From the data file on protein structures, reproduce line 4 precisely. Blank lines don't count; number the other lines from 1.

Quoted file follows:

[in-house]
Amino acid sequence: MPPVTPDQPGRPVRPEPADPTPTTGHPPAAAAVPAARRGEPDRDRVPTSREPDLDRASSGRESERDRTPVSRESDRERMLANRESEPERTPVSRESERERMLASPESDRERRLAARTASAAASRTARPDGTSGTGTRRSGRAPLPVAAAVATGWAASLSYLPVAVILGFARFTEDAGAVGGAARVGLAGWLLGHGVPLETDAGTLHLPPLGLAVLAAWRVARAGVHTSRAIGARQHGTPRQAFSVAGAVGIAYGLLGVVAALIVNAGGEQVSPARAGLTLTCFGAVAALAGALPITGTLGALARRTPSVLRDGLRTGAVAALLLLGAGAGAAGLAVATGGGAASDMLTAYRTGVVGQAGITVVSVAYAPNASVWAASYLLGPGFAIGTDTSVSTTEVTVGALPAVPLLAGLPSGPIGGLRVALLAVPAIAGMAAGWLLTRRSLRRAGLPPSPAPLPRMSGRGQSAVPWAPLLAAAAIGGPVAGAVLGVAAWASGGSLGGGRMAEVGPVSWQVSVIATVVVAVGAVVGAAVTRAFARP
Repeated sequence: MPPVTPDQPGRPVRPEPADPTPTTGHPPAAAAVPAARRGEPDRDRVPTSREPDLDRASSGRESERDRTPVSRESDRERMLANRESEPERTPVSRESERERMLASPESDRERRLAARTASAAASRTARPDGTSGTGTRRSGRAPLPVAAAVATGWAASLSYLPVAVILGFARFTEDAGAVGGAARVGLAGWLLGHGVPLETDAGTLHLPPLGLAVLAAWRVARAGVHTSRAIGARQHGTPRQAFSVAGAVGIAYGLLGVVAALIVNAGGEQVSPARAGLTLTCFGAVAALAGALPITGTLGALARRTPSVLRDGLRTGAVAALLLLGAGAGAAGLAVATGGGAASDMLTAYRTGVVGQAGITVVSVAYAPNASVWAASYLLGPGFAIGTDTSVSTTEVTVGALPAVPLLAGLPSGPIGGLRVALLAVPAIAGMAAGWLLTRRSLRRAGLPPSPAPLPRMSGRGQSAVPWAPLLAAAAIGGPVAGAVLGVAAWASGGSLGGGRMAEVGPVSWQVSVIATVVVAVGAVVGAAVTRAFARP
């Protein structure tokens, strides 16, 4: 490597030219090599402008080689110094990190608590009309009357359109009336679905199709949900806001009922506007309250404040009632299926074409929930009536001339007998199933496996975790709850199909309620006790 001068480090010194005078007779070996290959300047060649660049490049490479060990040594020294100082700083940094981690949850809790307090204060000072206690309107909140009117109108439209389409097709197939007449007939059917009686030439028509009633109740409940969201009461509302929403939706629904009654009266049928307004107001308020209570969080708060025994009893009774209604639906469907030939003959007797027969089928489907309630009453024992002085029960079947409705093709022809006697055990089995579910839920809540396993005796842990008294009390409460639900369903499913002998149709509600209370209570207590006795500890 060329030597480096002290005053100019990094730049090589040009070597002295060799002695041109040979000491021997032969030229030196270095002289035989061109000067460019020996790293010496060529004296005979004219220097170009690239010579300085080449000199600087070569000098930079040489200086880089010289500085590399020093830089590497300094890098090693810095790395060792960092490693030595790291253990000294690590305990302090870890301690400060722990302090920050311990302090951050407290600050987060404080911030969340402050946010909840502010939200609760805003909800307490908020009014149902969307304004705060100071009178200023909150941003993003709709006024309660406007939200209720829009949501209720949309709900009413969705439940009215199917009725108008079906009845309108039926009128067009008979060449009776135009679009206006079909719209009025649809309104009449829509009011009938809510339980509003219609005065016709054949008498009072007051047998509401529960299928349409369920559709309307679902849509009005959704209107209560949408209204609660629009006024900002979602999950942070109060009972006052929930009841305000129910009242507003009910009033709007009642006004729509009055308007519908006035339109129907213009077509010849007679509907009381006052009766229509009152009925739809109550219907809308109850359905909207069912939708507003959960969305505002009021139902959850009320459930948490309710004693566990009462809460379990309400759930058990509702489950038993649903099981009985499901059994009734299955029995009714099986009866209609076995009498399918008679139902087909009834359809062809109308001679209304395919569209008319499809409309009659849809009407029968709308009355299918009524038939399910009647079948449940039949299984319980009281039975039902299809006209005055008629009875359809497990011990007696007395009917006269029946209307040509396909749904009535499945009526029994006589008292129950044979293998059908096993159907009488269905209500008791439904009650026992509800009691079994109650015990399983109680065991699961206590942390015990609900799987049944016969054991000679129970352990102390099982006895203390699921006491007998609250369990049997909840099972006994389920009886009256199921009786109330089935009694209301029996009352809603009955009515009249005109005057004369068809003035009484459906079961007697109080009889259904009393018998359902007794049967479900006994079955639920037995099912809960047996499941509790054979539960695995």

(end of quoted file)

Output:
């Protein structure tokens, strides 16, 4: 490597030219090599402008080689110094990190608590009309009357359109009336679905199709949900806001009922506007309250404040009632299926074409929930009536001339007998199933496996975790709850199909309620006790 001068480090010194005078007779070996290959300047060649660049490049490479060990040594020294100082700083940094981690949850809790307090204060000072206690309107909140009117109108439209389409097709197939007449007939059917009686030439028509009633109740409940969201009461509302929403939706629904009654009266049928307004107001308020209570969080708060025994009893009774209604639906469907030939003959007797027969089928489907309630009453024992002085029960079947409705093709022809006697055990089995579910839920809540396993005796842990008294009390409460639900369903499913002998149709509600209370209570207590006795500890 060329030597480096002290005053100019990094730049090589040009070597002295060799002695041109040979000491021997032969030229030196270095002289035989061109000067460019020996790293010496060529004296005979004219220097170009690239010579300085080449000199600087070569000098930079040489200086880089010289500085590399020093830089590497300094890098090693810095790395060792960092490693030595790291253990000294690590305990302090870890301690400060722990302090920050311990302090951050407290600050987060404080911030969340402050946010909840502010939200609760805003909800307490908020009014149902969307304004705060100071009178200023909150941003993003709709006024309660406007939200209720829009949501209720949309709900009413969705439940009215199917009725108008079906009845309108039926009128067009008979060449009776135009679009206006079909719209009025649809309104009449829509009011009938809510339980509003219609005065016709054949008498009072007051047998509401529960299928349409369920559709309307679902849509009005959704209107209560949408209204609660629009006024900002979602999950942070109060009972006052929930009841305000129910009242507003009910009033709007009642006004729509009055308007519908006035339109129907213009077509010849007679509907009381006052009766229509009152009925739809109550219907809308109850359905909207069912939708507003959960969305505002009021139902959850009320459930948490309710004693566990009462809460379990309400759930058990509702489950038993649903099981009985499901059994009734299955029995009714099986009866209609076995009498399918008679139902087909009834359809062809109308001679209304395919569209008319499809409309009659849809009407029968709308009355299918009524038939399910009647079948449940039949299984319980009281039975039902299809006209005055008629009875359809497990011990007696007395009917006269029946209307040509396909749904009535499945009526029994006589008292129950044979293998059908096993159907009488269905209500008791439904009650026992509800009691079994109650015990399983109680065991699961206590942390015990609900799987049944016969054991000679129970352990102390099982006895203390699921006491007998609250369990049997909840099972006994389920009886009256199921009786109330089935009694209301029996009352809603009955009515009249005109005057004369068809003035009484459906079961007697109080009889259904009393018998359902007794049967479900006994079955639920037995099912809960047996499941509790054979539960695995």